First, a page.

Protestors against Dinowitz’s school vaccine bill use Nazi imagery

A woman holds a sign with a swastika on it to the right of Rob Astorino, a Republican candidate for governor, outside state Assemblyman Jeffrey Dinowitz's Bronx office on Nov. 14.
Photo courtesy Jeffrey Dinowitz

New York State Assemblyman Jeffrey Dinowitz, a Democrat, said he was disgusted and offended by Nazi imagery used at an event outside his district office Sunday in opposition to a bill he is sponsoring.

Assembly Bill A8378, which is sitting in committee, would amend the state public health law to add COVID-19 to the required immunizations to attend school. The bill is also sponsored by Assemblyman Richard Gottfried, a Manhattan Democrat, and Assemblyman Phil Steck, a Colonie Democrat.

Republican gubernatorial candidate Rob Astorino spoke at the event, surrounded by protestors — including parents and their kids — in support of his anti-mandate message, some shouting out that they don’t co-parent with the government.

Protestors lingered after the speech, some chanting together “Let’s go Brandon,” a euphemism for “F*** Joe Biden” — which they also chanted.

More than one protestor surrounding Astorino, at 3107 Kingsbridge Ave., were seen using Nazi imagery, which Astorino claims he did not notice.

One woman held a sign with a swastika drawn on it, to the right of Astorino, the former Westchester County executive. Another protestor, who is identified in a YouTube video as Daniel Atha, wore a yellow star, representing the badge Jews were forced to wear under the Nazi regime as a prelude to the systematic killing of 6 million Jews. Atha is the former director of conservation outreach at the New York Botanical Garden, who left the Bronx institution after 27 years when it implemented a vaccine mandate in August.

Daniel Atha wears a yellow star at the protest with an American flag under his arm. Photo courtesy YouTube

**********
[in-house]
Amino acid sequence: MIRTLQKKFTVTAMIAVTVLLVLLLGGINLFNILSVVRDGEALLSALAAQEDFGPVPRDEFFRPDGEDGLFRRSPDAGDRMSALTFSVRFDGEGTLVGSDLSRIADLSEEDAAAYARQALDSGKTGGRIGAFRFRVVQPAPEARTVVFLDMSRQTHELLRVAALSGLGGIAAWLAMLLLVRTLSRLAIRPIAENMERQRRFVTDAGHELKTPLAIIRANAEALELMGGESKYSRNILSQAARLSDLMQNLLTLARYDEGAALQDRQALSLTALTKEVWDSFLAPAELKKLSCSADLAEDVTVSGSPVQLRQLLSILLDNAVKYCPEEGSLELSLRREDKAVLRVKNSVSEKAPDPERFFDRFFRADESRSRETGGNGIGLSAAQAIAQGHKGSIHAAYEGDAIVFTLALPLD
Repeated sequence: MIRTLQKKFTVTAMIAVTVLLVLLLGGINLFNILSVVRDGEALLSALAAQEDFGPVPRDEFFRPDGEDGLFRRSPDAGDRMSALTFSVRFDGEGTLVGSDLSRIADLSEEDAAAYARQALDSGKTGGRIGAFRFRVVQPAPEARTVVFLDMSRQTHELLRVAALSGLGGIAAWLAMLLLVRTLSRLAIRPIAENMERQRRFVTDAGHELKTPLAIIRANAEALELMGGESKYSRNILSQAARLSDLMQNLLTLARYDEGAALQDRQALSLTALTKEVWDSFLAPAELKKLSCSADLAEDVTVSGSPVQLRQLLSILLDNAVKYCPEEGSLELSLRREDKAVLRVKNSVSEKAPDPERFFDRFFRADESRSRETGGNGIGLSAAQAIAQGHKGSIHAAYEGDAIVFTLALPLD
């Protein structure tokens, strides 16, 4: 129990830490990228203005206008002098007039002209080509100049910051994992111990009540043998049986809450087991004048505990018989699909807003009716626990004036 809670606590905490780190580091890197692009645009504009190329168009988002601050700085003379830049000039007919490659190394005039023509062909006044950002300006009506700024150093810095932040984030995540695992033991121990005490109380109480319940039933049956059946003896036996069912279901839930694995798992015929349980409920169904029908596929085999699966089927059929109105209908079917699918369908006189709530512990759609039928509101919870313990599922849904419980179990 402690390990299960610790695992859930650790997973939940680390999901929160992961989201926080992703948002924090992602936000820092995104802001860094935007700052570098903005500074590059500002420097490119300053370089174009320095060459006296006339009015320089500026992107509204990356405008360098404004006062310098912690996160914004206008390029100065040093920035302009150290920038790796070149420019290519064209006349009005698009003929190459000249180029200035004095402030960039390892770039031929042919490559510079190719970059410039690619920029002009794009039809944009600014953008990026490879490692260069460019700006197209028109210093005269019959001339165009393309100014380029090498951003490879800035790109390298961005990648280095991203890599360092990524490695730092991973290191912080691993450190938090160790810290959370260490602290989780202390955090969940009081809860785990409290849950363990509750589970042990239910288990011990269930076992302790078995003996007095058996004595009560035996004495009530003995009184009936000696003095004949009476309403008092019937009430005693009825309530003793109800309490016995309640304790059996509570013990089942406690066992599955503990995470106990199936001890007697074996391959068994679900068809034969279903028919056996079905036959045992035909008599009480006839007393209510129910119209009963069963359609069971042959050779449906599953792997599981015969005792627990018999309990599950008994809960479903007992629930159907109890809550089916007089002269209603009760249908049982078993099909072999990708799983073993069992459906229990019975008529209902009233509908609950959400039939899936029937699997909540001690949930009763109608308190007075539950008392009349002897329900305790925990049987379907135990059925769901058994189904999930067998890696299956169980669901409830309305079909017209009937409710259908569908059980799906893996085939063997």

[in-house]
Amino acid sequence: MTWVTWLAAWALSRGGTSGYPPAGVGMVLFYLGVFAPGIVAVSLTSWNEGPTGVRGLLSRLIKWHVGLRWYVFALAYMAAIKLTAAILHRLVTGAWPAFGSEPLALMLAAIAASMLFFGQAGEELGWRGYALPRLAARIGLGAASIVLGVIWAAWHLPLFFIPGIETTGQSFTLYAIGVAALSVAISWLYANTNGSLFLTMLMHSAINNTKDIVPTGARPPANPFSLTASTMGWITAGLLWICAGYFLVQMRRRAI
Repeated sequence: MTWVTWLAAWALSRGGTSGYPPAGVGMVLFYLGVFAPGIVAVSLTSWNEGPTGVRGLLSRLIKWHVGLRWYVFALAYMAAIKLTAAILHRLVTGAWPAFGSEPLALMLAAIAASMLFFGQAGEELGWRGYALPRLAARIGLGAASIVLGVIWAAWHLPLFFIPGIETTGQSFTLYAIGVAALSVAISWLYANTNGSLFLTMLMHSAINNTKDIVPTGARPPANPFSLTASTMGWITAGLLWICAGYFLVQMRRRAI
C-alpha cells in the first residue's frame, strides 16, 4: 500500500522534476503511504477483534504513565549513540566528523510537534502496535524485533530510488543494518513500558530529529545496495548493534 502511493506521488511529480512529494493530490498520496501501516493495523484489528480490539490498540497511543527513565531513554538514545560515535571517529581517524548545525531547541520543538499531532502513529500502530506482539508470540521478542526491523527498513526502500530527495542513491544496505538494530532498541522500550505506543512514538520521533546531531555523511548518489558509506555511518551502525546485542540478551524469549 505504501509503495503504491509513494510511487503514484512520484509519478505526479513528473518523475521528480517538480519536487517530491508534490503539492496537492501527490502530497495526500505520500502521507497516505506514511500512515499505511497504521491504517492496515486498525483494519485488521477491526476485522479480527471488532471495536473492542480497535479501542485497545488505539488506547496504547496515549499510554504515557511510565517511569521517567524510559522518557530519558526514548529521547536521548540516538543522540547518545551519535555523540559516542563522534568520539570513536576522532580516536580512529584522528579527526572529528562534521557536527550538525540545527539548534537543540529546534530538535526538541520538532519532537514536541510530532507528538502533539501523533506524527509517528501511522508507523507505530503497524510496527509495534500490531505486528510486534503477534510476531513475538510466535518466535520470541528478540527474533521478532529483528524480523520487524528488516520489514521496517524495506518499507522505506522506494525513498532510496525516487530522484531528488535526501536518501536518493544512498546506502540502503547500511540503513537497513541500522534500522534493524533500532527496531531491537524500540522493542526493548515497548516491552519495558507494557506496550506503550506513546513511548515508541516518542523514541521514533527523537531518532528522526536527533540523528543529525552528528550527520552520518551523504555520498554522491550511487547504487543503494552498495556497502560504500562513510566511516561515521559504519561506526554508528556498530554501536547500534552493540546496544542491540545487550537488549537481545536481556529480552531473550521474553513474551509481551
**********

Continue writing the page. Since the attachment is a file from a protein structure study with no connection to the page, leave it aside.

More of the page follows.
“The display of swastikas and yellow Stars of David outside my office today is repugnant and offensive,” Dinowitz tweeted on Sunday. “People are perfectly free to express their opinion on vaccines or any issue, but to openly display Nazi symbols outside the office of a Jewish legislator is despicable.”

In another tweet, Dinowitz pointed a finger at Astorino, saying he stood beside the symbols and didn’t say a word about them.

But Astorino tweeted that he didn’t see them and that there is no comparison to the atrocities of the Holocaust.

“Not only didn’t I see the sign, [the] woman holding it had a different sign when I met her prior to the event,” Astorino said in another tweet. “Regardless of who the woman was or why she was there, if I saw the sign I would have stopped and had it removed. Absolutely inappropriate.”

Phil Oliva, a spokesman for Astorino’s campaign who ran for Congress as a Republican in 2016, told the Bronx Times there was “no way” Astorino saw the imagery, echoing the candidate’s sentiments from Twitter.

The YouTube video of the event, posted by Manny Grossman, calls the gathering a rally for medical freedom. Grossman said he was fired from the New York Botanical Garden as an educator about a year ago after 10 years after he shared his thoughts with students about Bill Gates.

New York Botanical Garden could not be reached Monday evening.

Daniel Atha says he applied for an exemption to the vaccine mandate through the botanical garden and was denied. Photo courtesy YouTube

Atha referenced the pandemic as a “scamdemic;” Grossman called it a “plandemic,” and in the video’s description, Grossman calls Dinowitz a “total fascist.”

“We have a genuine concern about what might become a law if he gets his way,” Astorino said of Dinowitz at the protest. “… We’re here because we do not believe that a COVID-19 vaccine mandate is proper public policy for our kids.”

Dinowitz tweeted on Saturday in advance of what he termed an “anti-vax event,” directing people to avoid the area if they are concerned about the risk of transmitting COVID-19 “or other preventable diseases.” In a statement, he said Astorino’s position is “obviously anti-vaccine, as evidenced by the anti-vaccine signs and statements from the 40-50 people who attended his rally.”

But Oliva said the 54-year-old Republican and his wife both received the COVID-19 inoculation, and their children have other vaccines. Astorino is against all COVID-19 vaccine mandates but encourages adults to discuss the vaccine with their doctors, and thinks they should strongly consider getting it if they are older or have health issues, Oliva said.

Astorino told Dinowitz on Twitter to have the “guts” to meet and learn “why so many parents oppose your mandate.”

Dinowitz said in a statement he refused “to be cowed by anti-Semites or anti-science extremists” and that vaccine requirements have “a demonstrably positive impact on vaccination rates, and vaccination rates have a demonstrably positive impact on reducing fatalities and hospitalizations from preventable diseases.”

Reach Aliya Schneider at aschneider@schnepsmedia.com or (718) 260-4597. For more coverage, follow us on Twitter, Facebook and Instagram @bronxtimes.

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